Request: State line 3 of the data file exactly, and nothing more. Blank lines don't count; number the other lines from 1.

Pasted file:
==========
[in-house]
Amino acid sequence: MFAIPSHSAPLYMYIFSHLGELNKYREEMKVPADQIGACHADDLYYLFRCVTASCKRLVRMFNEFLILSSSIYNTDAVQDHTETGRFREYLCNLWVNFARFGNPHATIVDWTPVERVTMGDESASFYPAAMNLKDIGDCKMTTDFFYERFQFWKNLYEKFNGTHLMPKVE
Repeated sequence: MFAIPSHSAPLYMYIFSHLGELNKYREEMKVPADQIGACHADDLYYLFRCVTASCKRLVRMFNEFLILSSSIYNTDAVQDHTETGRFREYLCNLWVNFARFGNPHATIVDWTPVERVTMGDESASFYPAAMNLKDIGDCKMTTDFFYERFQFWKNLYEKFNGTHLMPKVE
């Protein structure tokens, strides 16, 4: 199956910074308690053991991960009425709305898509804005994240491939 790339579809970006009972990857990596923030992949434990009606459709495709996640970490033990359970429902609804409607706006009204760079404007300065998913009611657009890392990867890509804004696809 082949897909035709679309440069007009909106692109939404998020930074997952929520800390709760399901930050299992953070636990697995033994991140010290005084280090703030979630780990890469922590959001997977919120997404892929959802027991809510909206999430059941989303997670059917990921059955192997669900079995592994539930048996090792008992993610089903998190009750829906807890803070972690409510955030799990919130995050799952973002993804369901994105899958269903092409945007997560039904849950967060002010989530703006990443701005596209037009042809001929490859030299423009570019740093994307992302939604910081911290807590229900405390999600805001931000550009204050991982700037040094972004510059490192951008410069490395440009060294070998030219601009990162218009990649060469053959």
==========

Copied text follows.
Repeated sequence: MFAIPSHSAPLYMYIFSHLGELNKYREEMKVPADQIGACHADDLYYLFRCVTASCKRLVRMFNEFLILSSSIYNTDAVQDHTETGRFREYLCNLWVNFARFGNPHATIVDWTPVERVTMGDESASFYPAAMNLKDIGDCKMTTDFFYERFQFWKNLYEKFNGTHLMPKVE